This week on CodePen Radio, we're talking about Scaling. We're returning to the land of servers to discuss how we scaled CodePen.

What is scaling?

1:30 When we talk about scaling, we're talking about our backend servers being able to handle the growth of our user base. We're really lucky to even have this problem. We've been able to set up our backend infrastructure to handle future growth on CodePen.

Scaling is making sure your website won't crash because of your user growth.

How did we setup CodePen?

3:43 Most web apps start on one server. Usually because it's easy, it's affordable, and you don't really need more.

4:06 We started with a Rails application, a MySQL instance, and Reddis, all on a single server. Finances were the main reason. We bought what we thought was a big box, and a good investment, but it ended up being underpowered, so we upgraded and kept it on the sidelines.

4:53 We prepaid for access to the server instance. You can buy access from Amazon Web Services in one or three year increments. It's not really a good idea to buy access for 3 years, since Amazon regularly drops prices, but buying access for a year ends up being a pretty good deal. If you know you're going to need access to a server for awhile, we'd suggest paying up front and getting that discount.

Getting started

6:12 You buy a server and you build a web application. You don't need a bunch of servers to get started. We started with a single server. After growing for awhile, we needed to start upgrading.

There are two important things that we did:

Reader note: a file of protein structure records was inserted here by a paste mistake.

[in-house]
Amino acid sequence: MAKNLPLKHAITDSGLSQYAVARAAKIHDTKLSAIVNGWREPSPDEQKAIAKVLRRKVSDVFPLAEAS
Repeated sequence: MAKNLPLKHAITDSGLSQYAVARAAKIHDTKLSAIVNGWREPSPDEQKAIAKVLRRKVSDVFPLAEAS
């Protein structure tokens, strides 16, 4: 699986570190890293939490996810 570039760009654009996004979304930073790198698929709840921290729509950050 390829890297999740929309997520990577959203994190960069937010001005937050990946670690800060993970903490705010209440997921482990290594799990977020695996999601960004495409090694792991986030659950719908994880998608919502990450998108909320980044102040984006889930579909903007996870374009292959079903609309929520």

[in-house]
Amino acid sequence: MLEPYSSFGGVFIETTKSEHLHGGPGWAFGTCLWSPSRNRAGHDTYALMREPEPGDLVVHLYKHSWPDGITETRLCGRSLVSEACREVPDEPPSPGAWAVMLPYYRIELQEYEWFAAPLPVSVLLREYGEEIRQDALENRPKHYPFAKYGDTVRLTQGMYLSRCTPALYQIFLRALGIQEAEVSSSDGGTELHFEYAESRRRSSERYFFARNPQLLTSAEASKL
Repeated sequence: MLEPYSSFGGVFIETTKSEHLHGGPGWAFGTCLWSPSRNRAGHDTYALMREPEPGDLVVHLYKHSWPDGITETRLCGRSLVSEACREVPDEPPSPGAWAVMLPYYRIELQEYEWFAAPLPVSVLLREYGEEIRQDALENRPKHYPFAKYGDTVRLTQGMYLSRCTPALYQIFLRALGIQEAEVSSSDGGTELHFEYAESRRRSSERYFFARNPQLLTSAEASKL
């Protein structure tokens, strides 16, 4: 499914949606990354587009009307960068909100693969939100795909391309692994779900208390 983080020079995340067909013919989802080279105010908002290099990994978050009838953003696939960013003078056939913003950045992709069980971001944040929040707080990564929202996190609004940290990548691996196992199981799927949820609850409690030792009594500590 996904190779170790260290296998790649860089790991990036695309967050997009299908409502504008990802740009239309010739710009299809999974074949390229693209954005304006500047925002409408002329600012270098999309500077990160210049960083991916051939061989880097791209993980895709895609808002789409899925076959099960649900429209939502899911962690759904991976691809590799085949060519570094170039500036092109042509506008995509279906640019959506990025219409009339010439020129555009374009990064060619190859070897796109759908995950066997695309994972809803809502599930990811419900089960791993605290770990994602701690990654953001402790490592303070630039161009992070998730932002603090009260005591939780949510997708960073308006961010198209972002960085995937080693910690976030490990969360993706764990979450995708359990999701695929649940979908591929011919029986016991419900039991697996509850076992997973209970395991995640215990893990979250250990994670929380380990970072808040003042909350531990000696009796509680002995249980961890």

1. We moved the preprocessors onto their own servers.

    We didn't know when we started, but it was super insecure to run preproccessors on the same server as our app. Also, the load was unpredictable, because we had no way of knowing which pieces of our app were using up the most processor power and memory. So we moved the preprocessors off of our main server. We ended up using two servers for the preprocessor; one for load balancing, which takes requests and then shares tasks with the other server, which is dedicated to sharing the load.

  2. We signed up for monitoring with New Relic.

11:21 You need to know when your CPU or memory usage is too high, so you'll want to sign up for monitoring by New Relic. They actually provide this service for free, but they do have paid plans. Their basic monitoring provides data about your server for 7 days.

13:12 When we started, we were looking at our stats on New Relic all the time, because we hadn't learned where the bottlenecks were yet. This is why it's so important to sign up for monitoring right away, so you can get to know your application and learn about the resources being used on your server, and how optimizing can help you scale.

14:15 New Relic also provides alerts: if your CPU is being overloaded, or your disk is filling up, you can receive alerts so you can fix the problem before your server goes down.

15:30 New Relic has some extremely powerful tools that you can only get in the Pro plan.

Next steps

16:01 We're taking our next steps in scaling CodePen. We've reached the point where running our own servers is actually not the optimal setup.

We kept hitting all these bottlenecks, and we didn't know how to diagnose them, so we weren't able to scale.

We're web developers, and we specialize in the Ruby rails, so setting up Ruby on Rails was natural. We also set up Node.js, but it didn't go as easily as we thought it would. We hit a bottleneck with Socket.io, so we tried a different service called Faye. Faye wasn't working out either, so we switched to a service called PubNub. Now we don't have to write any server logic, it's all handled for us, so we can focus on what we're good at, which is Ruby development.